A few days later we set off back home in freezing fog and by the time we got just past Derby (again) we were both frozen and stopped at a cafe to try to warm up. My wife was so cold, as the sidecar was not graced with a windscreen,  that she refused point-blank to get back in the chair. I fruitlessly explained that there was no alternative. It was only when a passing lorry driver intervened and manged to persuade her back in that we could continue. I think her abiding dislike of bikes was triggered that day although she willingly occupied the pillion on a variety of bikes for some years - even commenting how smooth the Norton Commando I later had was - "like riding on air". But since those days my motorcycling has been a solitary affair. And to be honest I prefer that. We share much but her love of gardening is matched by mine for motorbikes.

This is me on the Model 19 trying to reach the gear lever.

Ian.
1964 Norton Electra
1969 BSA-Suzuki
1992 Yamaha SRV250

iansoady

  • Full Member
  • ***
  • Posts: 1725
Re: Newbie
« Reply #23 on: December 15, 2022, 11:34:42 AM »
Oh, by the way, I use a program called pixresizer to change image sizes. It's free and very easy to use.

https://pixresizer.en.softonic.com/
Ian.
1964 Norton Electra
1969 BSA-Suzuki
1992 Yamaha SRV250

AleXBR

  • New Member
  • *
  • Posts: 42
Re: Newbie
« Reply #24 on: December 15, 2022, 03:54:25 PM »
Ian, thanks for the pixresizer heads up.....def going into that.

Glad my contributions so far have been welcomed, and appreciate various people offering advice and help.
I already feel at home.

xbally

  • Full Member
  • ***
  • Posts: 998
Re: Newbie
« Reply #25 on: December 15, 2022, 04:54:36 PM »
Since we're talking of Ducatis on part of this thread I thought I would post up a pic of my '96 750 Monster which is a wonderful characterful bike when it's going well.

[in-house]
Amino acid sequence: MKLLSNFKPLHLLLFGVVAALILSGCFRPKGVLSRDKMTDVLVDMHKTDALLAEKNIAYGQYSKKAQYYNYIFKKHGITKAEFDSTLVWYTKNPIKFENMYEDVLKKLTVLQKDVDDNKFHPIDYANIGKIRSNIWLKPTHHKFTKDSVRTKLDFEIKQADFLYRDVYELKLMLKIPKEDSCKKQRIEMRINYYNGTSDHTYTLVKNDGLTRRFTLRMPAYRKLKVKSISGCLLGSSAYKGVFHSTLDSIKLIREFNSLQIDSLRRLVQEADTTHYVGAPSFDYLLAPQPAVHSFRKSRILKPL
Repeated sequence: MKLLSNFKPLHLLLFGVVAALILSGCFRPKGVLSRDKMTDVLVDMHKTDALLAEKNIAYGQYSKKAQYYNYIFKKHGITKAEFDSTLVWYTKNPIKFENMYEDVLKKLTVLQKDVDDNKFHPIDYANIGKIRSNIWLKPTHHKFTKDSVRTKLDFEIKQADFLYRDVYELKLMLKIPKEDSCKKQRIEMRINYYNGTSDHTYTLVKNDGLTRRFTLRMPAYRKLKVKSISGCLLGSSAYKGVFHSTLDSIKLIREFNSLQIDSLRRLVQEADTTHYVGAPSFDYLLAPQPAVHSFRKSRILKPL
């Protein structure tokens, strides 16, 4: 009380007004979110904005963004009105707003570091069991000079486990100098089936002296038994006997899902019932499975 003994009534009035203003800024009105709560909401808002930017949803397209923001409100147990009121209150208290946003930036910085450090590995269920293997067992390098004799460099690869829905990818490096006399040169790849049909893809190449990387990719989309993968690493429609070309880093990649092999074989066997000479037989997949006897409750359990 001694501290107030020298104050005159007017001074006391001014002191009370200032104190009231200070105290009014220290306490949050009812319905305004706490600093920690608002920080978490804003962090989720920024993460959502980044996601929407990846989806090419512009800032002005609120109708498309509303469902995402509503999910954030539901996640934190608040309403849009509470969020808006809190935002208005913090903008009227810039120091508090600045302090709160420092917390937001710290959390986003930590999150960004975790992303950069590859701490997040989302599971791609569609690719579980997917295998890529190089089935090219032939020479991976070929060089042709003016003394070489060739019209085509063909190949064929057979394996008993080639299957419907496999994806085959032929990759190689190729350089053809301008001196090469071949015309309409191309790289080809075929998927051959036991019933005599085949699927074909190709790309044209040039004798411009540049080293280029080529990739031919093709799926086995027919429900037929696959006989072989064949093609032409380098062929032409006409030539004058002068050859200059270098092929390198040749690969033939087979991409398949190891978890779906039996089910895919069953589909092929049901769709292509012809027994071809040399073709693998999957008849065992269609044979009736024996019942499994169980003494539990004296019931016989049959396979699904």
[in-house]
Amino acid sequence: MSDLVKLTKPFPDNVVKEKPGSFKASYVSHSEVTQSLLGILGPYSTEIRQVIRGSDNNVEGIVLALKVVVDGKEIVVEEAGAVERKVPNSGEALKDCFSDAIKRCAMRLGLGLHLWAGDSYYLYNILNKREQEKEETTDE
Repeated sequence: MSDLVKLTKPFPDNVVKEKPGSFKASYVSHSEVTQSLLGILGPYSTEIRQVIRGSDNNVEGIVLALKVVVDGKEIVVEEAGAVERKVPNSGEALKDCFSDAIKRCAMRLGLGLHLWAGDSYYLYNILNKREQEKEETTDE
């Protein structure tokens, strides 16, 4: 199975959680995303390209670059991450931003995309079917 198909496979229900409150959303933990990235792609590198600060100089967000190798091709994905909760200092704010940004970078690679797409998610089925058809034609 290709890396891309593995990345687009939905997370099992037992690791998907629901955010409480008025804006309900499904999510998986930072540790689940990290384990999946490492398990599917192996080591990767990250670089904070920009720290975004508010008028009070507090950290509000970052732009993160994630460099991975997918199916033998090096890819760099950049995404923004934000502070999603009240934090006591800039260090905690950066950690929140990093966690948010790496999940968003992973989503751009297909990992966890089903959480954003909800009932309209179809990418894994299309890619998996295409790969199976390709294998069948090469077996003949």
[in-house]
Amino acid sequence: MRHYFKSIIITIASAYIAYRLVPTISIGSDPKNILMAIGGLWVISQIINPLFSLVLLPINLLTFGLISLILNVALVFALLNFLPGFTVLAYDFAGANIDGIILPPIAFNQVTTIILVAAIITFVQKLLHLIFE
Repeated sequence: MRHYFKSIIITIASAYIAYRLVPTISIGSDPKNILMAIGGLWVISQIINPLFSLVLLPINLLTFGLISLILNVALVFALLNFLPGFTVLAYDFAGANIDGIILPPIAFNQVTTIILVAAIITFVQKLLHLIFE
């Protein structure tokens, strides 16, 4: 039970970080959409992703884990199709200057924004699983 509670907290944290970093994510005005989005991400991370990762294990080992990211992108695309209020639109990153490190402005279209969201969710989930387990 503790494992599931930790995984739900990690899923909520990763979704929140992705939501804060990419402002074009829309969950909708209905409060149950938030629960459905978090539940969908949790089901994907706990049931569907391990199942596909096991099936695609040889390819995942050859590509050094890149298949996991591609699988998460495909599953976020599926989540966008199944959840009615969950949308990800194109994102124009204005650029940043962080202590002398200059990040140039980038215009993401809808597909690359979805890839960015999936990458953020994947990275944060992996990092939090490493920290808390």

However it has reliability issues like they all seem to and is currently at my mate's in Solihull having had a new clutch, carb strip clean and rebuild several times, and presently awaits 2 ne ignition black boxes from Germany caught up in the Royal Mail industrial action. He has virtually had to re-wire most of the ignition system.
HONDA CB250RSA HONDA ST70

mthee

  • Posts: 1884
Re: Newbie
« Reply #26 on: December 15, 2022, 05:00:14 PM »
Great stories, oh learned men of halcyon days!
Fear of the unknown does not mean the unknown needs to be feared

kevberlin

  • Jr. Member
  • **
  • Posts: 94
Re: Newbie
« Reply #27 on: December 15, 2022, 06:09:27 PM »
Oh, by the way, I use a program called pixresizer to change image sizes. It's free and very easy to use.

https://pixresizer.en.softonic.com/
What a fantastic picture and great personal memory.
Love this thread
1983 Honda CB250RS
2023 BMW G310GS

AleXBR

  • New Member
  • *
  • Posts: 42
Re: Newbie
« Reply #28 on: December 16, 2022, 01:52:23 PM »
Hi y'all!

I'm a member of an American Honda GB500 forum and have sent a link so they can drop in here and see what you're up to.
Who knows, you may gain a wider audience and a few more members.

https://www.advrider.com/f/threads/honda-gb500-thread.1170221/page-207

themoudie

  • Full Member
  • ***
  • Posts: 4678
Re: Newbie
« Reply #29 on: December 16, 2022, 02:15:25 PM »
Thank you Alex.

Bill